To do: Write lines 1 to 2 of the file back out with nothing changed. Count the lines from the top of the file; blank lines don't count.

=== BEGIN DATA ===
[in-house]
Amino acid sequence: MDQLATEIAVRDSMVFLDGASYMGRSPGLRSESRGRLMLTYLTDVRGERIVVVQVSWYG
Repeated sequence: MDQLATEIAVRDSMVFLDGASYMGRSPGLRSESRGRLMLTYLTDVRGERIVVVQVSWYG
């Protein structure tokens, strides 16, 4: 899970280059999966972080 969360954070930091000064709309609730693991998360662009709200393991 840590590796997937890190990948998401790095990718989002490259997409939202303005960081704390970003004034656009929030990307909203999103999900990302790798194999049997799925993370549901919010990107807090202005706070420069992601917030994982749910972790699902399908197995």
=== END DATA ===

[in-house]
Amino acid sequence: MDQLATEIAVRDSMVFLDGASYMGRSPGLRSESRGRLMLTYLTDVRGERIVVVQVSWYG